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Enviro groups raise fears over route for NM-Az power line

Environmental groups are expressing concerns about the preferred route for the SunZia Southwest Transmission Project, a proposed power line that would run from New Mexico to Southeastern Arizona.

Supporters say the project could create as many as 6,200 jobs over its four-year construction period, but opponents worry that the line will cross important San Pedro River migratory bird sites and could harm archaeological resources and rural communities.

The Bureau of Land Management posted its final environmental impact statement for the project Friday, starting a 30-day public comment period. A final government decision on the project is expected later this summer.

But the statement is already drawing opponents.

“I hope they have provided more detailed information about why this project is needed, as well as how the project’s environmental impacts will be addressed,” said John Shepard, senior adviser for the Sonoran Institute. The institute expressed “significant concerns” about the project, despite its potential to increase availability of renewable energy.

The Wilderness Society also expressed “significant concerns” about the proposal.

“We support responsible renewable energy and transmission development and understand that every project has tradeoffs, but the proposed SunZia route in Arizona does not offer an acceptable tradeoff,” Alex Daue, a Wilderness Society renewable energy associate, said in a prepared statement.

But supporters said the project will provide long-term environmental benefits by helping chart a “new route toward a clean-energy future.”

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“Projects like SunZia are critical for expediting renewable energy production, transitioning away from fossil fuels, and combating the effects of climate change,” said Gary Graham, director of the lands program at Western Resource Advocates.

Graham said his group is still concerned with some of the route alternatives, but “the hurdles are not insurmountable. Since “the developers have been really interested in minimizing those environmental impacts,” it is too early to offer criticisms, he said, and people need to see how developers are proceeding with the construction plans.

“We are trying to encourage environmental groups to take a look at the big picture, which is we are going to reduce carbon emission and build the transmission with renewable energy,” Graham said.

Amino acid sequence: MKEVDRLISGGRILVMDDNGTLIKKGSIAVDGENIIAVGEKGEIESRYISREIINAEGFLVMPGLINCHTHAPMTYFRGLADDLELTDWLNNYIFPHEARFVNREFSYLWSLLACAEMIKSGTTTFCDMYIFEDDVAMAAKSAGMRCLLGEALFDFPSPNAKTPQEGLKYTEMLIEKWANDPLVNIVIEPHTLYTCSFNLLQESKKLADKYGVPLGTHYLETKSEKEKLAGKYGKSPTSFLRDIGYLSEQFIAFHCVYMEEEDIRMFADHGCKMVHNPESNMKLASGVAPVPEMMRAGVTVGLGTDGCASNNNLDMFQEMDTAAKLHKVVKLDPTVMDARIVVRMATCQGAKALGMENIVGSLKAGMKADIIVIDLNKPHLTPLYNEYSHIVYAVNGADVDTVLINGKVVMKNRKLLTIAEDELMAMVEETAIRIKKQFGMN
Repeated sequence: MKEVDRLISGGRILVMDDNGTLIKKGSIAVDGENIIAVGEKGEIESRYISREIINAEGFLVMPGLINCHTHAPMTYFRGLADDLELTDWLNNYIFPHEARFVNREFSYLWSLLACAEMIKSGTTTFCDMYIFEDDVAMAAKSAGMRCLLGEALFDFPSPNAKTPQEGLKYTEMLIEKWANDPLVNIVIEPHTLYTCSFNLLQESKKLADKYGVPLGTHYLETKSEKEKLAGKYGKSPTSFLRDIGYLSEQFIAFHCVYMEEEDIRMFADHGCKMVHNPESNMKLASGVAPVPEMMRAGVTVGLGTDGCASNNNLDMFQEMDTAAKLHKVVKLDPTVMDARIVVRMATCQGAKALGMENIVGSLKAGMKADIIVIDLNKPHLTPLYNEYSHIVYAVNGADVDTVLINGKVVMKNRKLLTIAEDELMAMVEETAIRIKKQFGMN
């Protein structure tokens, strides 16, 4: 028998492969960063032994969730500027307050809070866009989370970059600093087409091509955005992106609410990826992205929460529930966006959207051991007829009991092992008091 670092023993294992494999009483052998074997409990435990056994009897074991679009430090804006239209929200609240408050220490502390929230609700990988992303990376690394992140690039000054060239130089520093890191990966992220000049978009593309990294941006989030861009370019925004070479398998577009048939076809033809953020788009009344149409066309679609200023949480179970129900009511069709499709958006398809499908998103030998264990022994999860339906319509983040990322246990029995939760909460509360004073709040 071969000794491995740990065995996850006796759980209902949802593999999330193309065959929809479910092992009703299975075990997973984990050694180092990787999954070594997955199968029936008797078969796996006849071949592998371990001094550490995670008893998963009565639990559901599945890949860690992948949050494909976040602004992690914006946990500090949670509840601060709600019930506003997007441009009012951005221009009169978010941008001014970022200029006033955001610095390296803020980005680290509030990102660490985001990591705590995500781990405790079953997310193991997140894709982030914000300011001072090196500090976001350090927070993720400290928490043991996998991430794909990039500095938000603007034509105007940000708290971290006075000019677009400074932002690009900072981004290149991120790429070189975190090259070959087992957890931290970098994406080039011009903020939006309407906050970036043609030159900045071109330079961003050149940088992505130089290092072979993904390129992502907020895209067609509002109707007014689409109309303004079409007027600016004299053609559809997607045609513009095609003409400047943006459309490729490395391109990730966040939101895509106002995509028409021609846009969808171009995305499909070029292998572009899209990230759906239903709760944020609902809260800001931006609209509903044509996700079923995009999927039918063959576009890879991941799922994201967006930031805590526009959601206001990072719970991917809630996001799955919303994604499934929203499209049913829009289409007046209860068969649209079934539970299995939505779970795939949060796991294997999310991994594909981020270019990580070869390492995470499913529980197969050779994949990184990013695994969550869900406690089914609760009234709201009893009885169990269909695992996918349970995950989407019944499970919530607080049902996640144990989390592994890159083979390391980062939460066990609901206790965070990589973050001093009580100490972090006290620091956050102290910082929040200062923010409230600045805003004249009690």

The SunZia project team, however, is confident it can overcome opposition.

“There will always be groups that oppose any transmission project out there,” said Ian Calkins, a SunZia spokesman. “Many of the groups that oppose projects like SunZia, are the same groups that are arguing the country needs more renewable energy.”

But environmental groups are not the only ones concerned about the power line route. Rep. Raul Grijalva, D-Tucson, said he was disappointed by the BLM decision on the project.

“We have to protect the San Pedro River and keep in mind the communities that call this unique place home,” Grijalva said in a statement Monday.

He first raised concerns about the project when a draft environmental impact statement came out last year, and the final statement has not changed his position.

“The public demands a route with the fewest negative impacts to archaeological resources, migratory birds and rural communities,” Grijalva said. “I don’t believe this route fits the bill.”

In addition to the San Pedro River, the statement posted Friday also includes an alternate Southeastern Arizona route through the Aravaipa Canyon region, which raised concerns with the Wilderness Society.

That route, the society said in its statement, “would fragment the second largest roadless area in the two-state region.”

Despite the concerns, Calkins said the team has heard many positive comments since the final statement was posted Friday. He said the BLM action sends a very strong signal that “the project has momentum and is seizable.”

“It takes so much time and money to get to a point like this, and we are extremely confident about the project,” he said.

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BLM

The Bureau of Land Management is seeking comment on its preferred route for the proposed SunZia power transmission line, which would run from New Mexico to Arizona. A final decision on the line could come later this summer.